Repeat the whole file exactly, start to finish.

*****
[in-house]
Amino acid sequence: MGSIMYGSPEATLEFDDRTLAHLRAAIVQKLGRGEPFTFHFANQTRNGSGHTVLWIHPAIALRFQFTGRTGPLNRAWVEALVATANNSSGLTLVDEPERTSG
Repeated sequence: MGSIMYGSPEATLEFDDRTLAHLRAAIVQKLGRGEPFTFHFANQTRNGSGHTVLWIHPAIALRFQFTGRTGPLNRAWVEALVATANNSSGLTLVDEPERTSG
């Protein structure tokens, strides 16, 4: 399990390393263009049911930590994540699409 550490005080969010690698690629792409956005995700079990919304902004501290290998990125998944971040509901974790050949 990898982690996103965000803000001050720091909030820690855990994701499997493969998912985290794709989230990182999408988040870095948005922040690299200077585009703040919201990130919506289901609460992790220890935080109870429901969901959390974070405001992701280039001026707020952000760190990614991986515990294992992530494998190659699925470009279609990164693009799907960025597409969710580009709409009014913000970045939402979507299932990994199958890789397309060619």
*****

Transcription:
[in-house]
Amino acid sequence: MGSIMYGSPEATLEFDDRTLAHLRAAIVQKLGRGEPFTFHFANQTRNGSGHTVLWIHPAIALRFQFTGRTGPLNRAWVEALVATANNSSGLTLVDEPERTSG
Repeated sequence: MGSIMYGSPEATLEFDDRTLAHLRAAIVQKLGRGEPFTFHFANQTRNGSGHTVLWIHPAIALRFQFTGRTGPLNRAWVEALVATANNSSGLTLVDEPERTSG
């Protein structure tokens, strides 16, 4: 399990390393263009049911930590994540699409 550490005080969010690698690629792409956005995700079990919304902004501290290998990125998944971040509901974790050949 990898982690996103965000803000001050720091909030820690855990994701499997493969998912985290794709989230990182999408988040870095948005922040690299200077585009703040919201990130919506289901609460992790220890935080109870429901969901959390974070405001992701280039001026707020952000760190990614991986515990294992992530494998190659699925470009279609990164693009799907960025597409969710580009709409009014913000970045939402979507299932990994199958890789397309060619």